Tonight’s Council committee hearing lasted for two and a half hours. At the end, a resolution was voted out of committee — barely — but the future of Mayor Durkan’s nomination to fill the position of Director of the Human Services Department is as murky as ever.
Today the Seattle City Auditor released its review of aspects of the city’s homeless response related to early outreach, hygiene services, and rigorous evaluation. The report was critical of the city’s execution on all three issues.
As promised, Council member Kshama Sawant will be formally introducing a resolution on Monday to send back Mayor Jenny Durkan’s nomination of Jason Johnson as Director of the Human Services Department.
Today Mayor Durkan announced two more department head appointments: Jason Johnson as Director of the Human Services Department, and Mariko Lockhart as Director of the Office of Civil Rights.
This afternoon the Human Services Department briefed the City Council on the performance of its homelessness response programs. It was the dawn of a new era in transparency and accountability for the department.
Today Human Services Director Catherine Lester announced that she is resigning so that she can move to Toronto to be closer to her family.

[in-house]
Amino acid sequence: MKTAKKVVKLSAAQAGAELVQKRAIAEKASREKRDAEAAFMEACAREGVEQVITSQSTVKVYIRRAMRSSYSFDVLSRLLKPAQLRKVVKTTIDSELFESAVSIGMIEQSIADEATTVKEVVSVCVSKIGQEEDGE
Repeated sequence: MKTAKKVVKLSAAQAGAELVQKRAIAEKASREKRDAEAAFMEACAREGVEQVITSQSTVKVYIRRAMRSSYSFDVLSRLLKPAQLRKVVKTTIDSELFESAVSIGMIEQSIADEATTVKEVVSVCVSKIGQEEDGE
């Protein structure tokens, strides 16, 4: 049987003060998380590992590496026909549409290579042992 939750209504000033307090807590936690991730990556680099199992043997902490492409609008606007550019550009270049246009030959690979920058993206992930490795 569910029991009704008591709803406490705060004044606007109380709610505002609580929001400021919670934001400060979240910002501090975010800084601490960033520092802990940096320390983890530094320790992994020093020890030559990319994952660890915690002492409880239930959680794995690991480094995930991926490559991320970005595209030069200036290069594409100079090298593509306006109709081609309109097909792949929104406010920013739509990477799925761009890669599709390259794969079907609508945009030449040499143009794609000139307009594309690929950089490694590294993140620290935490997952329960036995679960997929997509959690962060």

This afternoon, Mayor Tim Burgess and Human Services Department Director Catherine Lester announced funding grants to human services providers as a result of the $34 million RFP published earlier this year.
For the first time in ten years, the City of Seattle is bidding out $30 million of homelessness funding through an open RFP process. It’s using the RFP as a chance to rewrite the rules for service providers — and more importantly to ratchet up the requirements placed upon them.
Welcome to the weekend!
Late last summer the Mayor promised that the Human Services Department was working on an assessment of the needs of Seattle’s homeless population. Originally due out in November, it was finally released today.
The report gives the most detailed view to-date of who our homeless neighbors are, how they became homeless, and the issues they are struggling with. Along the way, it debunks several persistent myths about the homeless population and suggests the services that the city could provide that would do the most to lift them out of homelessness.